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The Supreme Court will pronounce its judgment tomorrow in the Rafale Review petitions.
The judgment will be delivered tomorrow by a Bench of Chief Justice of India Ranjan Gogoi and Justices Sanjay Kishan Kaul and KM Joseph.
The review petitions were filed against the Court’s December 2018 judgment, by which the Supreme Court had dismissed petitions calling for an investigation into the Rafale deal.
However, immediately after the judgment was pronounced, an error had come to light in the judgment. The judgment had placed on reliance on Central government’s submissions to state that details of pricing in the controversial Rafale deal were shared with the CAG and the CAG report was placed before Parliament and the Public Accounts Committee.
But the CAG report had neither been placed before the PAC nor the Parliament at the time when the case was being heard.
When the error came to light, the Central government filed a correction application seeking a correction in the judgment of the Supreme Court.
The correction application clarified that the note handed over in a sealed cover to the Supreme Court by the Union of India was misinterpreted by the Supreme Court resulting in the error by the Court.
The Centre stated that the while the pricing details were shared with the CAG, the report of the same has not yet been placed before the PAC. The application highlighted that the note in the sealed cover conveyed the normal course of procedure which would take place.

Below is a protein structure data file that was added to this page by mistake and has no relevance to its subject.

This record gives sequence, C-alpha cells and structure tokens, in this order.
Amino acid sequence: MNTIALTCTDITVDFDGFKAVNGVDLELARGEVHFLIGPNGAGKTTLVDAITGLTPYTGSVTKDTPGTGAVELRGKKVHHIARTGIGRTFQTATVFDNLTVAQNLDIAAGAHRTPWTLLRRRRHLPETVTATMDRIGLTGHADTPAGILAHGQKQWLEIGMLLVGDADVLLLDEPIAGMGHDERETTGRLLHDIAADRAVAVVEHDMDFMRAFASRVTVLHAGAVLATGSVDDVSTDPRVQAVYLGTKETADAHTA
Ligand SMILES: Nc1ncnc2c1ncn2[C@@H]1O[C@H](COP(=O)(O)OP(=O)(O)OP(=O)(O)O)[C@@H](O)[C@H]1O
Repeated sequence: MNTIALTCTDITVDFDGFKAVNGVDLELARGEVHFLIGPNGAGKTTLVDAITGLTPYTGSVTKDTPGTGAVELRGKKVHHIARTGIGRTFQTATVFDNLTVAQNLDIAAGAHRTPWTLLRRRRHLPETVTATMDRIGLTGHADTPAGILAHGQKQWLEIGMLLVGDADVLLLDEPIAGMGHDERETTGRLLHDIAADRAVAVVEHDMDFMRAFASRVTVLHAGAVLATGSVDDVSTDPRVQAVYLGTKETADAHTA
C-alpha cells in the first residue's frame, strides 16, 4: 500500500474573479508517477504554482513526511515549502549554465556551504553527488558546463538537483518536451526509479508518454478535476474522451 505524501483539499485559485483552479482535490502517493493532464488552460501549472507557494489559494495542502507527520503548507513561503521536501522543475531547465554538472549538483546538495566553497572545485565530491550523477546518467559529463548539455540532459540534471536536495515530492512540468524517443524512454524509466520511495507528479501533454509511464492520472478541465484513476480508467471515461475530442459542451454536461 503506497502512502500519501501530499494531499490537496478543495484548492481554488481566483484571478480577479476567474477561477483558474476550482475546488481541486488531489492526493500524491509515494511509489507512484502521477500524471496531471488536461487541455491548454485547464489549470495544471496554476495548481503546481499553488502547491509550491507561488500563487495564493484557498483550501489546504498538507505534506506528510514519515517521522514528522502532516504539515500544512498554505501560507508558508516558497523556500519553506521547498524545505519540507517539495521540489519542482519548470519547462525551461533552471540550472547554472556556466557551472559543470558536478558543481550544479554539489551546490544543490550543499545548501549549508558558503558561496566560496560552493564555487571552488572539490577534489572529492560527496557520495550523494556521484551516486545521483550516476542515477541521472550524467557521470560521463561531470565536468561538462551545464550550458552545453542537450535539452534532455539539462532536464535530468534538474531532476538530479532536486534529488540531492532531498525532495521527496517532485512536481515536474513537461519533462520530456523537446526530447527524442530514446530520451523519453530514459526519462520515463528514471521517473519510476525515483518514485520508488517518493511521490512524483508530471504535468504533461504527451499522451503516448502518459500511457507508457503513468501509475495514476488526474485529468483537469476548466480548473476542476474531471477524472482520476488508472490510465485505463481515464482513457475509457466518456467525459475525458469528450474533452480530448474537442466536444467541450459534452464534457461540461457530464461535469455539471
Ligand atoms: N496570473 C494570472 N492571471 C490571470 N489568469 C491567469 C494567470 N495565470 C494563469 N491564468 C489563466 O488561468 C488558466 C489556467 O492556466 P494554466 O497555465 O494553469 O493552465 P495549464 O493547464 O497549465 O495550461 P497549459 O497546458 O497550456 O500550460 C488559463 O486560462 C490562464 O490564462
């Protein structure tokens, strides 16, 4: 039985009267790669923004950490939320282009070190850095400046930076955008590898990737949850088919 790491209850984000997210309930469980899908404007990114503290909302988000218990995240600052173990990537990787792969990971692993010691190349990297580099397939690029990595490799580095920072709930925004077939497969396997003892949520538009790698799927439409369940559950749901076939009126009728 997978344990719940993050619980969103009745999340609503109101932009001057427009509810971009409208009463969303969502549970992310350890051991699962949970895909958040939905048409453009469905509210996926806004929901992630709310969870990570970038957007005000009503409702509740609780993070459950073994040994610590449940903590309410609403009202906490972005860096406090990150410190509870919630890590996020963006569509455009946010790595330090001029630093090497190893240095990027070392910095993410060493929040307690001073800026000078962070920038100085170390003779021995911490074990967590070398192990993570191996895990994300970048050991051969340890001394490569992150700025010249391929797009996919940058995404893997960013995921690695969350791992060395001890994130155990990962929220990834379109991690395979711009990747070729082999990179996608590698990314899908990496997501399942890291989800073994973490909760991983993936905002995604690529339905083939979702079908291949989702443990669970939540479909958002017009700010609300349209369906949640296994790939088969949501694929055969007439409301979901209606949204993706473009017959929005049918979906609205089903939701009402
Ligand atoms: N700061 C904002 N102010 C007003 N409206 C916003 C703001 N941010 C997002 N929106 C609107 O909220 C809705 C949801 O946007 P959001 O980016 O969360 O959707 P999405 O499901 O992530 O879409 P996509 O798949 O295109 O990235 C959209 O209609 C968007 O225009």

While requesting the Supreme Court to make corrections in the judgment to that effect, the Centre had stressed on the fact that the PAC will examine the CAG report, as is the procedure, after the CAG report has been prepared and submitted.
The correction application stated that the words and phrases used in the sealed cover note “has been” and “is” vis-à-vis the sharing of pricing details and submission of CAG report respectively, were misinterpreted by the Court to mean that the said processes have been completed.
The petitioners were quick to notice the mistake and filed Review petitions. The review petitions preferred by Yashwant Sinha, Arun Shourie, Prashant Bhushan and Sanjay Singh claimed that the judgment is based on “errors apparent on the face of the record” and ought to be recalled.
The Supreme Court had then proceeded to hear the review petitions in open court before reserving its verdict on May 10.
[Read the Notification]